Collision-Produced Atomic States

  • Nils Andersen
Part of the NATO ASI Series book series (NSSB, volume 181)


The last 10–15 years have witnessed the development of a new, powerful class of experimental techniques for atomic collision studies, allowing partial or complete determination of the state of the atoms after a collision event, i.e. the full set of quantum-mechanical scattering amplitudes or — more generally — the density matrix describing the system. Evidently, such studies, involving determination of alignment and orientation parameters, provide much more severe tests of state-of-the-art scattering theories than do total or differential cross section measurements which depend on diagonal elements of the density matrix.1 The off-diagonal elements give us detailed information about the shape and dynamics of the atomic states. Therefore, close studies of collision-produced atomic states are currently leading to deeper insights into the fundamental physical mechanisms governing the dynamics of atomic collision events.


Total Cross Section Impact Parameter Atomic State Stokes Parameter Atomic Collision 
These keywords were added by machine and not by the authors. This process is experimental and the keywords may be updated as the learning algorithm improves.


Unable to display preview. Download preview PDF.

Unable to display preview. Download preview PDF.


  1. 1.
    See J. Burgdörfer, this volume.Google Scholar
  2. 2.
    J. Macek, in: “Fundamental Processes in Energetic Atomic Collisions”, H.O. Lutz, J.S. Briggs, and H. Kleinpoppen, eds., Plenum Press 1983, p.39.CrossRefGoogle Scholar
  3. 3.
    K. Blum, in: “Fundamental Processes in Atomic Collision Physics”, H. Kleinpoppen, J.S. Briggs, and H.O. Lutz, eds., Plenum Press 1985, p.103.CrossRefGoogle Scholar
  4. 4.
    R. Hippler, in: “Fundamental Processes in Atomic Collision Physics”, H. Kleinpoppen, J.S. Briggs, and H.O. Lutz, eds., Plenum Press 1985, p.181.CrossRefGoogle Scholar
  5. 5.
    See in particular H. Kleinpoppen, this volume.Google Scholar
  6. 6.
    N. Andersen, J.W. Gallagher and I.V. Hertel, in: “Electronic and Atomic Collisions”, D.C. Lorents, W.E. Meyerhof, and J.R. Peterson, eds. North-Holland 1986, p.57.Google Scholar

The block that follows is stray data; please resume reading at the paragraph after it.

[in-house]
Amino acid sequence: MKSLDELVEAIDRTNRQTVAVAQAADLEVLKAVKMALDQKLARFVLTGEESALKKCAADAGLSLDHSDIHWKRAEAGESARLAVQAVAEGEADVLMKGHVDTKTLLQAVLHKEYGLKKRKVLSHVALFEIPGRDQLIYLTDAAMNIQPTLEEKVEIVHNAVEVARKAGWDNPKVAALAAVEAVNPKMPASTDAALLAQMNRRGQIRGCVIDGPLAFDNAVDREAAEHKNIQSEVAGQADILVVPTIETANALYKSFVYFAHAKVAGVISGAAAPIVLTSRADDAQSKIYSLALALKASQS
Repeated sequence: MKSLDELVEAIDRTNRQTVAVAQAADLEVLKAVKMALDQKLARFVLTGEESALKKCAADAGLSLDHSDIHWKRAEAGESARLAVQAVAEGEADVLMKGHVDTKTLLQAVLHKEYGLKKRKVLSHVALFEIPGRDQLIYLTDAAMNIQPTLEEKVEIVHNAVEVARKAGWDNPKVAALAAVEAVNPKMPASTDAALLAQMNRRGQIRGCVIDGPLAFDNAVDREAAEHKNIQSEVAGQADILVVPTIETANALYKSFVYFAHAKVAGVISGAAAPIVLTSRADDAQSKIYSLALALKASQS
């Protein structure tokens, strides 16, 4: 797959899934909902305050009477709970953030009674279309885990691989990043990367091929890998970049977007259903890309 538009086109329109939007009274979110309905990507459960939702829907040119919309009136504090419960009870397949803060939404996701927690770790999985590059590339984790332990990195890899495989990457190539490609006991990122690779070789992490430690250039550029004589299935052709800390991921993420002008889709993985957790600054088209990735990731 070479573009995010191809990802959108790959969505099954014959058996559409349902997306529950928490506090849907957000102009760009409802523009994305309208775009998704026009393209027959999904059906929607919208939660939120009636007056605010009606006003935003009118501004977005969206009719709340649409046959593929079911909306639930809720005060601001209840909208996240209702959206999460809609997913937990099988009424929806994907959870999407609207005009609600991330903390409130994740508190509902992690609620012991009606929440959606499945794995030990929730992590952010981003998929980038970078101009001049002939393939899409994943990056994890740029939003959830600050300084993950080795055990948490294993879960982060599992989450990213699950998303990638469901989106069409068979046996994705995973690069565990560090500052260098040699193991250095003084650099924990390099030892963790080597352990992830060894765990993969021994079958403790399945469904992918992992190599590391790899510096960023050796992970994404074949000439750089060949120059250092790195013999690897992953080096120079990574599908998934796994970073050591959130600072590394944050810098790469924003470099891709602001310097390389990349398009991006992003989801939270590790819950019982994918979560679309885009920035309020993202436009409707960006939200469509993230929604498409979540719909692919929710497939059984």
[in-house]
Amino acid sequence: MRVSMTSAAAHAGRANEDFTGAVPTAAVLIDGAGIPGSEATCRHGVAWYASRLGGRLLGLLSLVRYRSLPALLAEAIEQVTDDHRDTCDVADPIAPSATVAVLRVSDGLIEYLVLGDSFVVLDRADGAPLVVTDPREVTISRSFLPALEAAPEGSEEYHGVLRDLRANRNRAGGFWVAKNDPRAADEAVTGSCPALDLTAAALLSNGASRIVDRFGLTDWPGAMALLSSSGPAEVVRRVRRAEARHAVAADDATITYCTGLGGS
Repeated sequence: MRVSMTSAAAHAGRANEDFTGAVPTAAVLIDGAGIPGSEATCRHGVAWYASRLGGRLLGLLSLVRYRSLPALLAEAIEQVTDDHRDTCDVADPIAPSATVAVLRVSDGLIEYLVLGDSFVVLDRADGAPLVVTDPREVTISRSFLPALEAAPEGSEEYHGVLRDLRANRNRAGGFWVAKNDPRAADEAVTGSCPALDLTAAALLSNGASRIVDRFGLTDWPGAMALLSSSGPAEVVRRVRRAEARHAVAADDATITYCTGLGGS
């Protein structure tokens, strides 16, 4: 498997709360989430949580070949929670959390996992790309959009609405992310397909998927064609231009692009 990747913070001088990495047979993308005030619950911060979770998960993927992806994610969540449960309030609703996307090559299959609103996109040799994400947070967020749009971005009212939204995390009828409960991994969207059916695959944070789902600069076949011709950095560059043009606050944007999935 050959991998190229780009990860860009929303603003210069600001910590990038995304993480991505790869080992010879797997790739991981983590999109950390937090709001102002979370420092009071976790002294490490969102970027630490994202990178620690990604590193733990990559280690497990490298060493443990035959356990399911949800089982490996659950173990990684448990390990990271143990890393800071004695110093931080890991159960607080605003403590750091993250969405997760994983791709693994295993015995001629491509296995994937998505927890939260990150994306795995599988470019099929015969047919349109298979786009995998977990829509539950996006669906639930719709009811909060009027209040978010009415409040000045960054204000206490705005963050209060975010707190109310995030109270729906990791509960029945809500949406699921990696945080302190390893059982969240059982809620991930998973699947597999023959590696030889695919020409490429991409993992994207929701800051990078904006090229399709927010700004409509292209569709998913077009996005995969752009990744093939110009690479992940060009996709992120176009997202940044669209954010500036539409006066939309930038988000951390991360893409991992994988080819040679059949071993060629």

7. 7.
    N. Andersen, J.W. Gallagher, and I.V. Hertel, Physics Reports, in print.Google Scholar
  8. 8.
    P. van der Straten and R. Morgenstern, Comm. At. Mol. Phys. 17 243 (1986).Google Scholar
  9. 9.
    H.E. White, Phys. Rev. 37 1416 (1931).ADSMATHCrossRefGoogle Scholar
  10. 10.
    V.F. Weisskopf: “Knowledge and Wonder. The Natural World as Man knows it.” MIT Press 1980.Google Scholar
  11. 11.
    N. Andersen, I.V. Hertel and H. Kleinpoppen, J. Phys. B 17 L901 (1984).ADSCrossRefGoogle Scholar
  12. 12.
    N. Andersen, T. Andersen, H-P. Neitzke and E.H. Pedersen, J. Phys. B 18 2247 (1985).ADSCrossRefGoogle Scholar
  13. 13.
    M. Born and E. Wolf: “Principles of Optics”, 4th Ed. Pergamon Press 1970.Google Scholar
  14. 14.
    B. Bederson, Comm. At. Mol. Phys. 1 41 (1969); ibid. 27 (1970).Google Scholar
  15. 15.
    See E. Campbell, this volume.Google Scholar
  16. 16.
    H. Poincaré: “Théorie Matematlque de la Lumière”, G. Carré 1889, Chap. 12.Google Scholar
  17. 17.
    D.H. Madison, private communication. The theory is described in D.H. Madison and K.H. Winters, J. Phys. B 16 4437 (1983).ADSGoogle Scholar
  18. 18.
    J. Macek and D.H. Jaecks, Phys. Rev. A 4 2288 (1971).ADSCrossRefGoogle Scholar
  19. 19.
    K. Blum: “Density Matrix Theory and Applications”, Plenum 1981.Google Scholar
  20. 20.
    N. Andersen, T. Andersen, J.S. Dahler, S.E. Nielsen, G. Nienhuis and K. Refsgaard, J. Phys. B 16 817 (1983).ADSCrossRefGoogle Scholar
  21. 21.
    U. Fano and J. Macek, Rev. Mod. Phys. 45 553 (1973).ADSCrossRefGoogle Scholar
  22. 22.
    See contributions by H. Lutz and C.D. Lin, this volume.Google Scholar
  23. 23.
    N. Andersen and S.E. Nielsen, Adv. At. Mol. Phys. 18 265Google Scholar
  24. 24.
    G.S. Panev, N. Andersen, T. Andersen, and P. Dalby, Z.Physik D 5 331 (1987).ADSCrossRefGoogle Scholar
  25. 25.
    R.S. Berry, J. Chem. Phys. 45 1288 (1966).CrossRefGoogle Scholar
  26. 26.
    U. Fano, Phys. Rev. A 32 617 (1985).ADSCrossRefGoogle Scholar
  27. 27.
    C.W. Lee and U. Fano, Phys. Rev. A 36 66 (1987); ibid. p. 74.ADSCrossRefGoogle Scholar
  28. 28.
    A. Winther, in: “Semlclasslcal Descriptions of Atomic and Nuclear Collisions”. Proceedings of the Niels Bohr Centennial Conferences, Copenhagen 1985, J. Bang and J. de Boer,eds. North-Holland 1985, p. 137.Google Scholar
  29. 29.
    N. Andersen and S.E. Nielsen, Z.Phys. D 5 309 (1987).ADSCrossRefGoogle Scholar
  30. 30.
    S.E. Nielsen and N. Andersen, Z.Phys. D 5 321 (1987).ADSCrossRefGoogle Scholar
  31. 31.
    See J. Andrä, this volume.Google Scholar

Copyright information

© Plenum Press, New York 1988

Authors and Affiliations

  • Nils Andersen
    • 1
    • 2
  1. 1.Institute of PhysicsUniversity of AarhusAarhus CDenmark
  2. 2.Physics LaboratoryH.C. Ørsted InstituteCopenhagenDenmark

Personalised recommendations